Targeting PERK signaling with the small molecule GSK2606414 prevents neurodegeneration in a model of Parkinson's disease

Gabriela Mercado, Valentina Castillo, Paulina Soto, Nélida López, Jeffrey M. Axten, Sergio P. Sardi, Jeroen J.M. Hoozemans, Claudio Hetz

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Parkinson's disease (PD) is the second most common neurodegenerative disorder, leading to the progressive decline of motor control due to the loss of dopaminergic neurons in the substantia nigra pars compacta (SNpc). Accumulating evidence suggest that altered proteostasis is a salient feature of PD, highlighting perturbations to the endoplasmic reticulum (ER), the main compartment involved in protein folding and secretion. PERK is a central ER stress sensor that enforces adaptive programs to recover homeostasis through a block of protein translation and the induction of the transcription factor ATF4. In addition, chronic PERK signaling results in apoptosis induction and neuronal dysfunction due to the repression in the translation of synaptic proteins. Here we confirmed the activation of PERK signaling in postmortem brain tissue derived from PD patients and three different rodent models of the disease. Pharmacological targeting of PERK by the oral administration of GSK2606414 demonstrated efficient inhibition of the pathway in the SNpc after experimental ER stress stimulation. GSK2606414 protected nigral-dopaminergic neurons against a PD-inducing neurotoxin, improving motor performance. The neuroprotective effects of PERK inhibition were accompanied by an increase in dopamine levels and the expression of synaptic proteins. However, GSK2606414 treated animals developed secondary effects possibly related to pancreatic toxicity. This study suggests that strategies to attenuate ER stress levels may be effective to reduce neurodegeneration in PD.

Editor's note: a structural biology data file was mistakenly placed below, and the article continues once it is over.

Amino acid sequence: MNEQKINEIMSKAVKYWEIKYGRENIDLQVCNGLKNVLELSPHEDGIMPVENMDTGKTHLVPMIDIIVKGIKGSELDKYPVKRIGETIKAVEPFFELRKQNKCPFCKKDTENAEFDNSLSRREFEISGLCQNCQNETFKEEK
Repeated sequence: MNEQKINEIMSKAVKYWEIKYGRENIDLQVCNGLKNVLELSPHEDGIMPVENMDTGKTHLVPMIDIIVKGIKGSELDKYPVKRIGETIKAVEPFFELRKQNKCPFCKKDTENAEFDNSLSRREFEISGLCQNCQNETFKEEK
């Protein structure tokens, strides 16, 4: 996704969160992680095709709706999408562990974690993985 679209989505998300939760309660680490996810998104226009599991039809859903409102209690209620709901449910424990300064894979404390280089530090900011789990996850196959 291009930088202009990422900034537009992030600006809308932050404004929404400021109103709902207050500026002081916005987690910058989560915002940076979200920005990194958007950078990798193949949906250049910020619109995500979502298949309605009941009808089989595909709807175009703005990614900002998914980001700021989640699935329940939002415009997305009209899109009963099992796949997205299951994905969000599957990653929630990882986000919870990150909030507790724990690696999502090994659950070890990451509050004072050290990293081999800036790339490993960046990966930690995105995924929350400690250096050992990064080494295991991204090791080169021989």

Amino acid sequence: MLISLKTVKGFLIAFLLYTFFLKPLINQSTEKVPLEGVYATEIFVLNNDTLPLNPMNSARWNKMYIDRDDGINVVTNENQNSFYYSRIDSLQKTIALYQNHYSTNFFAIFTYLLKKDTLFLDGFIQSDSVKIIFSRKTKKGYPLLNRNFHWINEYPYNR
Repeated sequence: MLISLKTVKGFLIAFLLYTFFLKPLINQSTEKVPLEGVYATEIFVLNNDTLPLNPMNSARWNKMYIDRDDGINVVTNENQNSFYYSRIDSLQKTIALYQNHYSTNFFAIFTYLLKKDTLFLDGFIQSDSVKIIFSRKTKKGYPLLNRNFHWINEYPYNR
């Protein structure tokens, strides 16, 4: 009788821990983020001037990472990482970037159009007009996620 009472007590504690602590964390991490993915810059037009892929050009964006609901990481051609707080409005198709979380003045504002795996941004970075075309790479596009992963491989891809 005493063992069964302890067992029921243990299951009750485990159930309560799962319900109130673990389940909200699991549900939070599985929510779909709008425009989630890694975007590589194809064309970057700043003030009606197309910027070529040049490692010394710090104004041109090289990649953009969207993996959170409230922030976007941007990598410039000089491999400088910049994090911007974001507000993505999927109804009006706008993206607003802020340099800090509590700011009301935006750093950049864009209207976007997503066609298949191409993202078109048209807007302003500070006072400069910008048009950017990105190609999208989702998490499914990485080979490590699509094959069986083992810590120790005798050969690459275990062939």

Original languageEnglish
Pages (from-to)136-148
Number of pages13
JournalNeurobiology of Disease
Publication statusPublished - 1 Apr 2018


  • ER stress
  • GSK2606414
  • ISR
  • PERK
  • Parkinson's disease
  • Proteostasis
  • UPR

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